2 Replies Latest reply on Jun 8, 2006 11:17 PM by Newsgroup_User

    SWF file format

    davepla
      Hi:

      What are the known differences in SWF file format between Flash and third party tools?

      I've inherited a desktop app project and I'm having a lo t of problems when loading a rather big and complex movie in a MC/level. Sometimes it doesn't run at all, others it halts in a randowm way at different points even in the same machine.
      The client says it was made with a third party tool, not FLash and the developer is unreacheable. I'm guessing he scrambled the code or even worst, let a "time bomb".

      I'm really thinking to quit despite the hours already spended as the client is not eager to pay for the extra debug hours or redoing it from scratch.

      I'd really appreciate any advice,

      David P.
        • 1. Re: SWF file format
          Level 7
          The Flash player reads the swf and only recognizes one swf format but there
          are different releases of the swf format and the Flash players as we all
          know.

          The swf format is open so you can start your own company to make an
          authoring tool and the swf format is freely available from Adobe.

          There are third party generation software programs that are more data to swf
          versus an authoring tool. But still the result is the same swf format.

          There are third party tools I believe will obfuscate swf internals, stuff
          like making object and variable names difficult to follow to make
          decompiling (because it is an open format) difficult to uneconomical.

          If it is a time bomb, the swf can be decompiled and if not obfuscated by a
          third party tool, the bomb may be found. A strenous route to go if
          suspected.

          The movie may be having problems with Flash security changes if the movie is
          old. The would be the case if the movie is reading from local drives and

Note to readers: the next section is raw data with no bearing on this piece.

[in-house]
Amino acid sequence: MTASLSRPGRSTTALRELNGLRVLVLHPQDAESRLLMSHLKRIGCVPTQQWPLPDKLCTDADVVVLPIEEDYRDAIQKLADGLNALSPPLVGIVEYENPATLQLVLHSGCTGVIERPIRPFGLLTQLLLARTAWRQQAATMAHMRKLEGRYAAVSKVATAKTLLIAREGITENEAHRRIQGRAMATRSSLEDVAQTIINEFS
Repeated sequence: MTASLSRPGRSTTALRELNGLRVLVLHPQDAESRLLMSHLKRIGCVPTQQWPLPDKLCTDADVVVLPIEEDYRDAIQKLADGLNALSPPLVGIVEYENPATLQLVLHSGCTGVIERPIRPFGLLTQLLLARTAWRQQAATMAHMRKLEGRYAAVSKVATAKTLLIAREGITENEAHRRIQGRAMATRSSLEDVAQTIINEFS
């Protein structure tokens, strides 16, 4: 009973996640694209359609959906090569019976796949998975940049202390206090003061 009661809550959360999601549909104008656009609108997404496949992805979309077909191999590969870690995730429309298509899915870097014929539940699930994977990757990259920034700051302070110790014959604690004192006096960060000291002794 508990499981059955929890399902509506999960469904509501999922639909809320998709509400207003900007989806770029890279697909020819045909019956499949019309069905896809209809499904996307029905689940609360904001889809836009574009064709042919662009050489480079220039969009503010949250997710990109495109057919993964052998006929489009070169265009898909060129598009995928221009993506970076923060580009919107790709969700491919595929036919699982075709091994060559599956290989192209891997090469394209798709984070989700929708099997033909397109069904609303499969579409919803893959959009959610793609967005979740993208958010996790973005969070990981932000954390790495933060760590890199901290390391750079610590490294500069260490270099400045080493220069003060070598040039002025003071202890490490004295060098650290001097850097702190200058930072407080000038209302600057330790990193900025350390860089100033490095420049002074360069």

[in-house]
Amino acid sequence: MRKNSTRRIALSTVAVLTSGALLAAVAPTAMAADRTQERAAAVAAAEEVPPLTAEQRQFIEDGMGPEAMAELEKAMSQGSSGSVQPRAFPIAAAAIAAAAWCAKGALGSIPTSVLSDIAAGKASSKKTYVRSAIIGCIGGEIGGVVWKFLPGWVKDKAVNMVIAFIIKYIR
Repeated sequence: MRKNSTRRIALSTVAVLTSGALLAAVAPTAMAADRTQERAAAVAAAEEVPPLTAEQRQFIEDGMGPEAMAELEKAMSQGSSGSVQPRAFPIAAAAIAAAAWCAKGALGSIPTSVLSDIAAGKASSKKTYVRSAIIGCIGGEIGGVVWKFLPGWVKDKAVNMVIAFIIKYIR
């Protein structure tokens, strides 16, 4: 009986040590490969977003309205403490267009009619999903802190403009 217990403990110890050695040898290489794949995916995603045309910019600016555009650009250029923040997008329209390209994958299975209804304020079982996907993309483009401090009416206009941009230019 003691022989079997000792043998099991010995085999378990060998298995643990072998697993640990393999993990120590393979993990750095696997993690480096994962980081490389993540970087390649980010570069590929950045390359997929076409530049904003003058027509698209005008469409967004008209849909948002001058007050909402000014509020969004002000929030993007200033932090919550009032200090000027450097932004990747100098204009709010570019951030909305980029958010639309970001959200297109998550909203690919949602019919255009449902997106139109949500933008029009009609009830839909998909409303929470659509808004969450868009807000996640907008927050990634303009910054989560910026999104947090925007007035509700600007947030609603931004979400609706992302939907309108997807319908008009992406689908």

communicating with server scripts.

          Unless the developer is sick or dead, they should be available to advise on
          their masterpiece or if it is just a bad Flash movie then perhaps they want
          to disown it.

          --
          Lon Hosford
          www.lonhosford.com
          Flash, Actionscript and Flash Media Server examples:
          http://flashexamples.hosfordusa.com
          May many happy bits flow your way!
          "davepla" <webforumsuser@macromedia.com> wrote in message
          news:e69jr1$9me$1@forums.macromedia.com...
          Hi:

          What are the known differences in SWF file format between Flash and third
          party tools?

          I've inherited a desktop app project and I'm having a lo t of problems when
          loading a rather big and complex movie in a MC/level. Sometimes it doesn't
          run
          at all, others it halts in a randowm way at different points even in the
          same
          machine.
          The client says it was made with a third party tool, not FLash and the
          developer is unreacheable. I'm guessing he scrambled the code or even worst,
          let a "time bomb".

          I'm really thinking to quit despite the hours already spended as the client
          is
          not eager to pay for the extra debug hours or redoing it from scratch.

          I'd really appreciate any advice,

          David P.


          • 2. Re: SWF file format
            Level 7
            > What are the known differences in SWF file format between Flash and third
            > party tools?

            There are none .. there is only one SWF format.

            > The client says it was made with a third party tool, not FLash and the
            > developer is unreacheable. I'm guessing he scrambled the code or even
            > worst,
            > let a "time bomb".

            If the source for it (FLA or whatever) is not available, regardless of the
            tool used, then there is nothing you can (or should) do other than use it as
            it is, or scrap it and start again.

            > I'm really thinking to quit despite the hours already spended as the
            > client is
            > not eager to pay for the extra debug hours or redoing it from scratch.

            Then quit. If the client isn't willing to pay, that is their problem.
            Unless of course you are a charity and donate your time for free.
            --
            Jeckyl